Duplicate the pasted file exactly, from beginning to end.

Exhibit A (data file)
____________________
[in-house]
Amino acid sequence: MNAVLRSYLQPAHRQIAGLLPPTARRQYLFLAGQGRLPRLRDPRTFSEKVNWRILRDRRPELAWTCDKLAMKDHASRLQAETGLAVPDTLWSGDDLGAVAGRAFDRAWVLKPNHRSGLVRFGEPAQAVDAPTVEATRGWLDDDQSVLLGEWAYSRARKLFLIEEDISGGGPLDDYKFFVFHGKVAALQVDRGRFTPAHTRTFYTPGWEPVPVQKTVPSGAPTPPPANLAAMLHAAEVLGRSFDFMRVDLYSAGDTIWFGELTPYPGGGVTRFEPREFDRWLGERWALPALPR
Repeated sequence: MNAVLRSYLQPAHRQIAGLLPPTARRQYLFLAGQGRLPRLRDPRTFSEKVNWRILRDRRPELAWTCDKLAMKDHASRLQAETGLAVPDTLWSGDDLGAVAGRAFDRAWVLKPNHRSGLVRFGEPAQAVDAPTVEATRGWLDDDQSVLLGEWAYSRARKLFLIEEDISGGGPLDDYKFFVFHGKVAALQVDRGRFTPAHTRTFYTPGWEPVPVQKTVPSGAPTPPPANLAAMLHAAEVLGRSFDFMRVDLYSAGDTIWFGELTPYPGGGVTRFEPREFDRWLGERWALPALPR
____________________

[in-house]
Amino acid sequence: MNAVLRSYLQPAHRQIAGLLPPTARRQYLFLAGQGRLPRLRDPRTFSEKVNWRILRDRRPELAWTCDKLAMKDHASRLQAETGLAVPDTLWSGDDLGAVAGRAFDRAWVLKPNHRSGLVRFGEPAQAVDAPTVEATRGWLDDDQSVLLGEWAYSRARKLFLIEEDISGGGPLDDYKFFVFHGKVAALQVDRGRFTPAHTRTFYTPGWEPVPVQKTVPSGAPTPPPANLAAMLHAAEVLGRSFDFMRVDLYSAGDTIWFGELTPYPGGGVTRFEPREFDRWLGERWALPALPR
Repeated sequence: MNAVLRSYLQPAHRQIAGLLPPTARRQYLFLAGQGRLPRLRDPRTFSEKVNWRILRDRRPELAWTCDKLAMKDHASRLQAETGLAVPDTLWSGDDLGAVAGRAFDRAWVLKPNHRSGLVRFGEPAQAVDAPTVEATRGWLDDDQSVLLGEWAYSRARKLFLIEEDISGGGPLDDYKFFVFHGKVAALQVDRGRFTPAHTRTFYTPGWEPVPVQKTVPSGAPTPPPANLAAMLHAAEVLGRSFDFMRVDLYSAGDTIWFGELTPYPGGGVTRFEPREFDRWLGERWALPALPR